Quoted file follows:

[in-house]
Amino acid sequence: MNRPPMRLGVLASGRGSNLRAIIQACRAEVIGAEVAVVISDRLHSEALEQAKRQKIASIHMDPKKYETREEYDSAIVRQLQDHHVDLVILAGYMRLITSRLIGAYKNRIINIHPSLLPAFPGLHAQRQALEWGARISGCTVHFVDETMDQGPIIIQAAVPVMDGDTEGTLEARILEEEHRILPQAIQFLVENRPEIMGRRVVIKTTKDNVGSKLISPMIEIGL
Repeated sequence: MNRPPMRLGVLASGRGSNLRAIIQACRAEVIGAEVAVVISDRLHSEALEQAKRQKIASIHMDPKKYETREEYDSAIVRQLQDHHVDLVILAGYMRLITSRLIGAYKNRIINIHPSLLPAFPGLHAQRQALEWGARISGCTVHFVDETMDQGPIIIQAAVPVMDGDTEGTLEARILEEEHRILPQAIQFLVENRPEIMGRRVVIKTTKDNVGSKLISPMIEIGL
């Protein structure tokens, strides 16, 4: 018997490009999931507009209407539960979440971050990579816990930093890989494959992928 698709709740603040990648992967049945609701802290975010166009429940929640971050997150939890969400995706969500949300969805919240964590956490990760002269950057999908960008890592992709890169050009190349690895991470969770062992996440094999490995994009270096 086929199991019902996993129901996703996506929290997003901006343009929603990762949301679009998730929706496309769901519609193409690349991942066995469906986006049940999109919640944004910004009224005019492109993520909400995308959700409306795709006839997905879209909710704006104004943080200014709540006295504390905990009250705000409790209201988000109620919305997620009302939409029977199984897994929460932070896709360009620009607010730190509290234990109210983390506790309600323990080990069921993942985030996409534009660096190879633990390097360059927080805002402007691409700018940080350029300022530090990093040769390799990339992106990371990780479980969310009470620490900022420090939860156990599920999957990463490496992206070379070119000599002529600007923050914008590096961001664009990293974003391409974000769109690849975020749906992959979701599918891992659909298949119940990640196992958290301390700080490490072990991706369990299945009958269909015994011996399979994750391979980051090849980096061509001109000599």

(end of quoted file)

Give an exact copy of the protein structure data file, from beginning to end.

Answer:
[in-house]
Amino acid sequence: MNRPPMRLGVLASGRGSNLRAIIQACRAEVIGAEVAVVISDRLHSEALEQAKRQKIASIHMDPKKYETREEYDSAIVRQLQDHHVDLVILAGYMRLITSRLIGAYKNRIINIHPSLLPAFPGLHAQRQALEWGARISGCTVHFVDETMDQGPIIIQAAVPVMDGDTEGTLEARILEEEHRILPQAIQFLVENRPEIMGRRVVIKTTKDNVGSKLISPMIEIGL
Repeated sequence: MNRPPMRLGVLASGRGSNLRAIIQACRAEVIGAEVAVVISDRLHSEALEQAKRQKIASIHMDPKKYETREEYDSAIVRQLQDHHVDLVILAGYMRLITSRLIGAYKNRIINIHPSLLPAFPGLHAQRQALEWGARISGCTVHFVDETMDQGPIIIQAAVPVMDGDTEGTLEARILEEEHRILPQAIQFLVENRPEIMGRRVVIKTTKDNVGSKLISPMIEIGL
């Protein structure tokens, strides 16, 4: 018997490009999931507009209407539960979440971050990579816990930093890989494959992928 698709709740603040990648992967049945609701802290975010166009429940929640971050997150939890969400995706969500949300969805919240964590956490990760002269950057999908960008890592992709890169050009190349690895991470969770062992996440094999490995994009270096 086929199991019902996993129901996703996506929290997003901006343009929603990762949301679009998730929706496309769901519609193409690349991942066995469906986006049940999109919640944004910004009224005019492109993520909400995308959700409306795709006839997905879209909710704006104004943080200014709540006295504390905990009250705000409790209201988000109620919305997620009302939409029977199984897994929460932070896709360009620009607010730190509290234990109210983390506790309600323990080990069921993942985030996409534009660096190879633990390097360059927080805002402007691409700018940080350029300022530090990093040769390799990339992106990371990780479980969310009470620490900022420090939860156990599920999957990463490496992206070379070119000599002529600007923050914008590096961001664009990293974003391409974000769109690849975020749906992959979701599918891992659909298949119940990640196992958290301390700080490490072990991706369990299945009958269909015994011996399979994750391979980051090849980096061509001109000599």